sligh 9778012286800 o

SLIGHHOUSE – 54 George IV Bridge, Edinburgh EH1 1EJ

Edinburgh’s Bar Kohl is no more. Instead Slighhouse on George IV Bridge has replaced it and it really does feel like you are walking in to a completely different venue. This is the latest venture from Michael McGuigan of The Shilling Group.

Adam Montgomerie, Manager, told DRAM, “It was our aim to give the bar a totally new feel to Bar Kohl and what better way to do that than to refurb and rename? Bar Kohl was so well known for being a vodka bar, we wanted to step away from just vodka and reopen as an all round cocktail bar. There are so many great spirits at the moment as well as vodka that we want to share with our customers.”

I asked Adam why they chose ‘Slighhouse’ and he explained, “James Hutton was our inspiration. He was a Scottish farmer and naturalist who is also known as the founder of modern geology.” James originated the theory of uniformitarianism which explains the features of the Earth’s crust by means of natural processes. Adam continues, “He was born in Edinburgh and later inherited and moved to his family’s farm Slighhouses, Berwickshire… Hence the name Slighhouse!”

Bar Kohl had two doors, Slighhouse has one. The venue is separated into three rooms. It’s an open layout with no doors which means it is easy to walk from room to room. As you walk in the main door the first thing you see is three spacious, square booths overlooking the bar. These black leather booths, upholstered by Irvine William & Sons Ltd, also have desk-type lamps overlooking them which give them a cool and quirky feel. The booths overlook the bar which has a warm vibe created by clever lighting and a neon ‘Slighhouse’ sign. Both the internal and external signage was provided by Specialized Signs.

Throughout Slighhouse there are nods to the James Hutton connection. For example, the exposed edges of the laminated tables and bar are reminiscent of rock strata and also the sharp artwork is of the same nature. Speaking of artwork, there is a wooden silhouette of James’ face near the main door so I can only imagine Adam and the team will get asked about him on numerous occasions! As Bar Kohl, the wall in this area was a deep red whereas the décor throughout is now mainly white which really opens out the bar and makes it feel more spacious. As you leave this first section of the bar there is a black brick wall which really stands out. The black and white scheme really works.

In the second room there is a raised area which has fixed seats and sits up to 20 folk. The fixed seats have been upholstered in a dark brown suedette and there are short, black tables which like in the first bar, also have the rock strata effect along the edges. There are stools which are also short to match the tables, allowing more customers to enjoy this raised area. The stools are backless and have a black metal frame. The refurb was designed by Jaco Justice of Hill Street Design House and he has chosen some very interesting lighting above the raised area. The lights are like colourful lightsabers with angled strips of bright colours such as purple and orange. The bright colours really stand out specially since the the rest of the décor is white with other neutral colours. Says Adam, “This is a great place to sit and enjoy a cocktail if you are waiting on a table in the restaurant or you simply want to chill out with friends. It has a ‘loungey’ feel but I also think it has a real sociable aspect to it as you would be sitting with others who possibly weren’t in your party.”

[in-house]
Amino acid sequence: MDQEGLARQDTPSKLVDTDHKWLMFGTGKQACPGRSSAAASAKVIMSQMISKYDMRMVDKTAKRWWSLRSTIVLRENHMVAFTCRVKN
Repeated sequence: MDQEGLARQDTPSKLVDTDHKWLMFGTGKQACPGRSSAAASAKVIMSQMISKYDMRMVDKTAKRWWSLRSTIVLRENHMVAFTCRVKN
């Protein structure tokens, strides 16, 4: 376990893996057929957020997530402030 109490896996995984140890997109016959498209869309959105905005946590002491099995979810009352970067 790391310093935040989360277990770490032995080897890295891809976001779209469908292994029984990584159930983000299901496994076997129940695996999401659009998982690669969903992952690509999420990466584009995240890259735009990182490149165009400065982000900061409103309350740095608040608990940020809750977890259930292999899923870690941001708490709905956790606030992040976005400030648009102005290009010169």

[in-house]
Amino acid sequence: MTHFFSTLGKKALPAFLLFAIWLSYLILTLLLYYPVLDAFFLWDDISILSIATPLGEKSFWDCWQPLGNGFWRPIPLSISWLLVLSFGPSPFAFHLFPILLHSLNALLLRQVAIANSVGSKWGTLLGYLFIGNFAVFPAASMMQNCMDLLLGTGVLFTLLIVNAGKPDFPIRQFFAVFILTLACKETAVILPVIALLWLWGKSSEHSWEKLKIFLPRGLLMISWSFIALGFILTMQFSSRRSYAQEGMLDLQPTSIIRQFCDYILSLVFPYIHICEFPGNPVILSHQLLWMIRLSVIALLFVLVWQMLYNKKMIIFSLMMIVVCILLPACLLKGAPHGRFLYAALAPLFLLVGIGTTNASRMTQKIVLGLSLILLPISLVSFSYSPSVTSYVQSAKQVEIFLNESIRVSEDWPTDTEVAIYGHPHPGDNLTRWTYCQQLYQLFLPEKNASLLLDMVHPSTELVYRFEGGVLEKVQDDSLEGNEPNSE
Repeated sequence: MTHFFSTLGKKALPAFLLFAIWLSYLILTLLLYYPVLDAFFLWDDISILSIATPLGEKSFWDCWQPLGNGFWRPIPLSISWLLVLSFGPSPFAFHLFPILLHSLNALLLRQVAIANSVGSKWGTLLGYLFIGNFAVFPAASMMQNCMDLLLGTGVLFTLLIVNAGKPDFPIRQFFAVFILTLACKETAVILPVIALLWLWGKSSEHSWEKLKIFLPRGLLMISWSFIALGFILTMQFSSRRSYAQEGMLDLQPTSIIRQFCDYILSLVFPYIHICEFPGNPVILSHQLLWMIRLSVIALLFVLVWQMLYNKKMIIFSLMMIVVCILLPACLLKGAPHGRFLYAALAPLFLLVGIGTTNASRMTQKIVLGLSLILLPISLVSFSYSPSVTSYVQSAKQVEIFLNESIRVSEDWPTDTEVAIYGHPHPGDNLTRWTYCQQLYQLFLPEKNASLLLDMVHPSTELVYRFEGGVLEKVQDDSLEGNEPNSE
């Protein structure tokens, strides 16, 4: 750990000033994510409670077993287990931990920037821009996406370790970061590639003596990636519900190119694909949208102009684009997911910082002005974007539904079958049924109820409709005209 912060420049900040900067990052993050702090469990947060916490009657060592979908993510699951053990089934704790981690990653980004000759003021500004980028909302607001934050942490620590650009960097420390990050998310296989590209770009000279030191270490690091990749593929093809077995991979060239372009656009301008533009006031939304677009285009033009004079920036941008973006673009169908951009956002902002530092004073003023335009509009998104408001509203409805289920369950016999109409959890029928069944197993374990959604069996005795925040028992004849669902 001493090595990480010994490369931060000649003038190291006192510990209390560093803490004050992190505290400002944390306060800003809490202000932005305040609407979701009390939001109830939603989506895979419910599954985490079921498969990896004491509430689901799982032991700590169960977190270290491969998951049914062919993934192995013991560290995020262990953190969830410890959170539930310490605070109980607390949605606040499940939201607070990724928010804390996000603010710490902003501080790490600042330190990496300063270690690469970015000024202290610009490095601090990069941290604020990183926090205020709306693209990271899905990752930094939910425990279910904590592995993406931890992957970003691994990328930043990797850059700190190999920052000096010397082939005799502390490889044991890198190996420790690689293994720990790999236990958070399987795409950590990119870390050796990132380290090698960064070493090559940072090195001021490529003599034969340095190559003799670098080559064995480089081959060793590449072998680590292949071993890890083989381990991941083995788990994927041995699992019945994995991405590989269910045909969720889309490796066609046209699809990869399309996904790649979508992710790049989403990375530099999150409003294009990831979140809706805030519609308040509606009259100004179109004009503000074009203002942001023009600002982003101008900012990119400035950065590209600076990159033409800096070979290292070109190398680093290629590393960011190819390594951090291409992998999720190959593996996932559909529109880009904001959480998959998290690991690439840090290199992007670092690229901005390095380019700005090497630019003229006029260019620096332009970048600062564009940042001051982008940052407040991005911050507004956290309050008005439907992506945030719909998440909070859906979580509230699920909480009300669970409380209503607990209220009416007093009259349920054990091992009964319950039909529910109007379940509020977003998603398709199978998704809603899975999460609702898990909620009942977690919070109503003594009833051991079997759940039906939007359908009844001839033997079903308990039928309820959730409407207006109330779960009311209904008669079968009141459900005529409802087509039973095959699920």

Moving through to the final room, the restaurant… although I am calling it a restaurant it still has a relaxed vibe and even has an open hatch where you can sit on bar stools and chat to the chef about what dishes he would recommend. There are large windows along one side of this room which gives it a bright and fresh feel. Just below the windows there is leather-upholstered bench seating which runs from one end of the room to the other, a shade of light brown. This colour is following the ‘natural’ theme and the brown really stands out as the brickwork is painted white behind the seating.

There is an open hatch which looks in to the kitchen. At the top of this there are another four desk-type lamps to match the ones in the first bar. They are situated in a row and shine directly on to the kitchen (so the chefs really are working in the spotlight)! There are four stools available if you would like to sit at the hatch, this is more informal and probably best if you were popping in for a spot of lunch.

I asked Adam is there were any major challenges that he and the team faced and he replied, “The whole refurb was a quick decision so we didn’t actually have a final design planned as we started! I think this was a good thing, it meant we could plan as we went along. The team and I met roughly three times a week and had a brainstorming session. Luckily it all worked out in the end!” I have to agree, it did work out in the end. Adam concludes, “The whole refurbishment took six weeks in total and the week before opening we were all working 90 hours but it’s completely worth it, we have achieved our goal and we are already getting rave reviews from our customers which is the most important thing!” It certainly is.